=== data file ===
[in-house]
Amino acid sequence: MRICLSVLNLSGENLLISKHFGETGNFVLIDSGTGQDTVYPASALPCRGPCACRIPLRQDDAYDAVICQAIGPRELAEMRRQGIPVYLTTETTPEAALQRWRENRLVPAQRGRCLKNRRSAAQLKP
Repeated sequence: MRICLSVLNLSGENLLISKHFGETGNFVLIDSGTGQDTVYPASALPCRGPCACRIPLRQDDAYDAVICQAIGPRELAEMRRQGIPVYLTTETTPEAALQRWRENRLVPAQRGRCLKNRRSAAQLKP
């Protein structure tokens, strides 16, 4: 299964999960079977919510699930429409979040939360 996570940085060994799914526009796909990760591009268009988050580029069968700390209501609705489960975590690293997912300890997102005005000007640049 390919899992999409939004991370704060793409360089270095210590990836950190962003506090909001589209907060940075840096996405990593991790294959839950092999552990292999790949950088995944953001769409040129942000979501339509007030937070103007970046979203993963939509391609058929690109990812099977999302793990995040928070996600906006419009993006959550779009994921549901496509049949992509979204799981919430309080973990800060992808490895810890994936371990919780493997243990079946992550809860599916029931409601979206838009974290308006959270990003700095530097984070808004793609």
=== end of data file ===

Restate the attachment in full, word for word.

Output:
[in-house]
Amino acid sequence: MRICLSVLNLSGENLLISKHFGETGNFVLIDSGTGQDTVYPASALPCRGPCACRIPLRQDDAYDAVICQAIGPRELAEMRRQGIPVYLTTETTPEAALQRWRENRLVPAQRGRCLKNRRSAAQLKP
Repeated sequence: MRICLSVLNLSGENLLISKHFGETGNFVLIDSGTGQDTVYPASALPCRGPCACRIPLRQDDAYDAVICQAIGPRELAEMRRQGIPVYLTTETTPEAALQRWRENRLVPAQRGRCLKNRRSAAQLKP
């Protein structure tokens, strides 16, 4: 299964999960079977919510699930429409979040939360 996570940085060994799914526009796909990760591009268009988050580029069968700390209501609705489960975590690293997912300890997102005005000007640049 390919899992999409939004991370704060793409360089270095210590990836950190962003506090909001589209907060940075840096996405990593991790294959839950092999552990292999790949950088995944953001769409040129942000979501339509007030937070103007970046979203993963939509391609058929690109990812099977999302793990995040928070996600906006419009993006959550779009994921549901496509049949992509979204799981919430309080973990800060992808490895810890994936371990919780493997243990079946992550809860599916029931409601979206838009974290308006959270990003700095530097984070808004793609």